Birth Registration: Citizenship is derived from one’s parents. When a child does not acquire the parents’ nationality, the government may grant it.

Child Abuse: As of August the Observatory against Domestic and Gender Violence registered the killing of one child. In addition, 517,000 children were victims of mistreatment within the context of gender violence. By August gender violence orphaned 24 children. In 2013 the NGOs answered 414,722 telephone calls from children/adolescents; 37.9 percent of the calls had to do with physical/psychological mistreatment or violence. According to the NGO Foundation for Children and Youths at Risk, mistreatment of children and adolescents increased, compared with 2012. The NGO received 424,171 telephone calls reporting child violence, compared with 324,643 in 2012.

In August the UN Committee on the Elimination of Discrimination Against Women (CEDAW) publicly condemned the government for not providing protection, prosecution, or compensation to Angela Gonzalez after her former partner killed her seven-year-old daughter, Andrea, in 2004. The CEDAW ruling required the government to compensate Gonzalez “properly and fully,” investigate the institutional weaknesses exposed by the case, and take adequate and effective measures to ensure a history of violence is taken into account when establishing custodial rights. The ruling also required the government to reinforce mandatory gender-based violence training for judges and relevant administrative staff and report to CEDAW within six months on the actions taken. The committee also noted discrimination and gender stereotyping by judges, prosecutors, social workers, and others who made protection of women and children difficult.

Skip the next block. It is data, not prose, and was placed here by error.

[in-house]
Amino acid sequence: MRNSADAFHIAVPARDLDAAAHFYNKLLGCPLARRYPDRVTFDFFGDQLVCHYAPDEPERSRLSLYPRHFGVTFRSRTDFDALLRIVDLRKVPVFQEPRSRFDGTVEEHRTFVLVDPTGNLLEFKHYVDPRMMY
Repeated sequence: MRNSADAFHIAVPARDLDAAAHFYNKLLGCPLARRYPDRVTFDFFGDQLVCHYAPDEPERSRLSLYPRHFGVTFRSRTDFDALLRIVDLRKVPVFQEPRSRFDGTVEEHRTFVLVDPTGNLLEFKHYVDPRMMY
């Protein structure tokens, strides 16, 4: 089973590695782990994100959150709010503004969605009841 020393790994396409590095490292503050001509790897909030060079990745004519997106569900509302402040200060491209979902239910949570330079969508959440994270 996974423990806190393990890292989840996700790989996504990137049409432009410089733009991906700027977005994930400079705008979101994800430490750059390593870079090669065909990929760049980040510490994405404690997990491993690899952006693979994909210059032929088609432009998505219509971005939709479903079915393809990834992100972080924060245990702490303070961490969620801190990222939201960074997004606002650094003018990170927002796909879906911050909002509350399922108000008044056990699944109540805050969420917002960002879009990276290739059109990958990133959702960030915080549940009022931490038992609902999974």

Early and Forced Marriage: The minimum age of marriage is 16 years for minors living on their own. In 2013 a total of 77 persons under the age of 18 married (60 girls and 17 boys); none of them was under 15. These marriages were 0.02 percent of all marriages that year.

Female Genital Mutilation/Cutting (FGM/C): The law prohibits FGM/C, authorizes courts to prosecute cases even if the crime occurred outside the country, and it provides that parents who subject their children to FGM/C risk losing custody. In May 2013 the provincial court of Barcelona sentenced a Gambian couple residing in Vilanova i la Geltru to 12 years in prison for performing FGM/C on their two daughters ages six and 11 years. In May the Supreme Court confirmed the sentence.

According to the Wassu Foundation, an NGO dedicated to the study and prevention of FGM/C, in 2013 approximately 16,869 girls under the age of 14 in the country, of whom 6,182 resided in Catalonia, had roots in countries where FGM/C is practiced.